Managing stress is the hardest to implement for 95% of people trying to regain health. If a person cannot manage their over-scheduled, hyper-stressed life, then I rarely am successful at helping her. Why? Because over-scheduled people do not make room for food preparation, sleep, exercise, and certainly not for stress management (ironic, I know). They just don’t have time. I have been there, and trust me, I empathize. If I gave you a snapshot of “A Day in the Life of Ashley,” you would wonder (maybe even judge) how I am able to manage my stress with any level of success. Just know that I definitely walk this talk every day, and it is not always easy. It definitely was never easy at first when I was re-writing life’s expectations. It is important to stop the ever-present theme of wishing for a better way. I know that it’s hard. It’s important to stop wishing and act within realistic expectations. How a person experiences stress is subjective and depends fully on perspective. We do not need internal strength before perspective. We gain internal strength from perspective. So let’s find some perspective, shall we?
What is perspective and how do I get some?
Perspective. That’s a word that I understood early in life, but that does not mean I was always mature enough to apply it properly. It does require a certain level of maturity in order to practice perspective. That is why the “don’t you know how many children around the world are starving” technique does not work well with children. They lack the level of maturity to understand this, and it is up to us to shape their world and keep it balanced. It is up to us to give them perspective with real life experiences, not just lectures. The funny and ironic thing about perspective is that sometimes it reveals itself in an unpredictable way. Even so, perspective can be obtained more predictably by:
- Adopting a mindfulness practice in your own life – Mindfulness is the practice of being aware of what’s happening or what you’re experiencing in the present moment. It’s being here and now without judgment. When you really consider it deeply, the only moment you can truly live in is the present moment. This type of practice frees yourself from what enslaves the heart and mind – namely greed, hatred, and unawareness (the roots of all suffering, anxiety, and discontentment). Consider beginning a mindfulness-based stress reduction (MBSR) practice at home or finding a program near you. I incorporate MBSR in my practice and am happy to write up a program for you.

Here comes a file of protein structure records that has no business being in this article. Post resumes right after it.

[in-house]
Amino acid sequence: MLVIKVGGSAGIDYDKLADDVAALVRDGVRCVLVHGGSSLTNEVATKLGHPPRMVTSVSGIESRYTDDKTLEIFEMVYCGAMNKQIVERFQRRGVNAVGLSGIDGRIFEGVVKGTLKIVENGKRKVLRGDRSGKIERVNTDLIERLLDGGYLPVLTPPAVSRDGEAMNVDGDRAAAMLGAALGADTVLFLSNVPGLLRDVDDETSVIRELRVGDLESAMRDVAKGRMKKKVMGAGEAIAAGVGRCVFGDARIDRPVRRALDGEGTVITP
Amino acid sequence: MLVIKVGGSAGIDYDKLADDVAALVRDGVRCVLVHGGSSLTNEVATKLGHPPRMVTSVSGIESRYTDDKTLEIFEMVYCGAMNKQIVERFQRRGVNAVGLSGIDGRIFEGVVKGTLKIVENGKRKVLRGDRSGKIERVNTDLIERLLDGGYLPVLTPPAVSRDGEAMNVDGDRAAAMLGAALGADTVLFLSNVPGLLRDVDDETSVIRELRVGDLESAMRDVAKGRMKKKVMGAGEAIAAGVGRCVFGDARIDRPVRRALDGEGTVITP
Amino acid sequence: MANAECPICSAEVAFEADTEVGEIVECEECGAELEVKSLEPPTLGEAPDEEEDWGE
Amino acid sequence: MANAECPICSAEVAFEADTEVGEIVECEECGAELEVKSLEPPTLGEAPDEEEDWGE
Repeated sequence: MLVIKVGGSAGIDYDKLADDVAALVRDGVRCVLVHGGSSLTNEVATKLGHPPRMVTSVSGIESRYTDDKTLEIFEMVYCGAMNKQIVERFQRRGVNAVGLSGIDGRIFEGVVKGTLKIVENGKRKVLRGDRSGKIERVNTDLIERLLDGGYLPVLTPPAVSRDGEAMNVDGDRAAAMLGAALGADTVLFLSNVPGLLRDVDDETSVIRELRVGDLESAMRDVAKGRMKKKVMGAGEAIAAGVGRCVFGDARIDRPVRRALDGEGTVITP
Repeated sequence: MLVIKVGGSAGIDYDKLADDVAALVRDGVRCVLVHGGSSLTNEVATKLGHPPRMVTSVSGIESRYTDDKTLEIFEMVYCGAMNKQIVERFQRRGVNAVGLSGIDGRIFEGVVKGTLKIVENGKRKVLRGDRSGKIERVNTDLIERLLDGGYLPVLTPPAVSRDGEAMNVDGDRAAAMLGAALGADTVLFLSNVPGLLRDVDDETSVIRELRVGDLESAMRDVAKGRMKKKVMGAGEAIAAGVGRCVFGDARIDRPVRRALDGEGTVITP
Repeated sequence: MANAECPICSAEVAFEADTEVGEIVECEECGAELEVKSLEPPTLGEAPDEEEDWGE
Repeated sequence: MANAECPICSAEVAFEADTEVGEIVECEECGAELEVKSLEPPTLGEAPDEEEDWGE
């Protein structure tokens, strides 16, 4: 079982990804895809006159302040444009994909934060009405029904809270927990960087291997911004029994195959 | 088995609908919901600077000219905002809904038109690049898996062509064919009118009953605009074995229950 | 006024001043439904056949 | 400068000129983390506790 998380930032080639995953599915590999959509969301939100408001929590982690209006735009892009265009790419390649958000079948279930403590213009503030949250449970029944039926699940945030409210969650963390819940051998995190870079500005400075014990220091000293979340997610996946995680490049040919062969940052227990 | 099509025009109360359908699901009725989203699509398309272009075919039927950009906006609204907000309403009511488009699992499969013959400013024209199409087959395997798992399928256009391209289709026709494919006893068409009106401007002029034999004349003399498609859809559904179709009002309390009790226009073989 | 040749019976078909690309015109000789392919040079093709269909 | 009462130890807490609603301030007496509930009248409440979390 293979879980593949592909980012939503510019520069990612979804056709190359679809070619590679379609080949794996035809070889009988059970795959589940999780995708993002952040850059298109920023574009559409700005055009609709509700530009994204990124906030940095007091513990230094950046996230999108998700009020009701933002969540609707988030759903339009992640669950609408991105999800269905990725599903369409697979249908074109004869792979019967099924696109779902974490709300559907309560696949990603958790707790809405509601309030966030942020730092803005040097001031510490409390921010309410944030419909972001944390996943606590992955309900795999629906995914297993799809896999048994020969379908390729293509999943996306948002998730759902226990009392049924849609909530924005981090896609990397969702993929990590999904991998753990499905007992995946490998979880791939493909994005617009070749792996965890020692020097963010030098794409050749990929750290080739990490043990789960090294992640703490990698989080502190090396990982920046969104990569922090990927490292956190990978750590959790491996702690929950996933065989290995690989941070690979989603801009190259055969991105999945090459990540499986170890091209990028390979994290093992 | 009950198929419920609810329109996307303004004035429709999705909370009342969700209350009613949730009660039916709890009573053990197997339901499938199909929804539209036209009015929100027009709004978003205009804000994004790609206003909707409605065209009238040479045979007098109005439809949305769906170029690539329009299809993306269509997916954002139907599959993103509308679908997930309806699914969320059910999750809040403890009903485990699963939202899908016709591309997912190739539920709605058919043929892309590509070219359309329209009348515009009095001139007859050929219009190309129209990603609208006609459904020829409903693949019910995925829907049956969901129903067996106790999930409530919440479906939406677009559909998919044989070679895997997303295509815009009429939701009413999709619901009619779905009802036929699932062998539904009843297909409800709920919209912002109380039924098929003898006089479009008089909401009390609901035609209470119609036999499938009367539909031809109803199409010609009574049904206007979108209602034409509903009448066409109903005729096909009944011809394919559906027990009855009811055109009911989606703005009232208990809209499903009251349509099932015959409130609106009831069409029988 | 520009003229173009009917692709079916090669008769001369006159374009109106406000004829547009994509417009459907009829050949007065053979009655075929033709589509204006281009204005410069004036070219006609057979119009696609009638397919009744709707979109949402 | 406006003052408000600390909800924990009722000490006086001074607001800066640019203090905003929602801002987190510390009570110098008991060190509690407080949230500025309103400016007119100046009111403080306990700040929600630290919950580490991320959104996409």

- Pondering how much worse someone else’s situation may be than your current life situation – It’s sad, but true. Someone ALWAYS has a worse picture painted in their life when compared to yours. I rank this close to the top because it’s rarely that bad comparatively speaking. You know this. You probably state that to your own family members, especially children, on a daily basis. Even so, this is hard to grasp because we forget to remind ourselves. We spend all of our time reminding others! Normally we are reminded of this element of perspective from an accountability partner (through a heated discussion perhaps), and the message is ill-received.
- Remembering moments of peace & tranquility – Embrace the lovely memories from the past, and let go of the bad. Find peace and the lessons learned from the bad ones and move on. All you need to carry you through life are the moments of peace, happiness, and love assuming you learn and grow from all of the others at those decisive moments.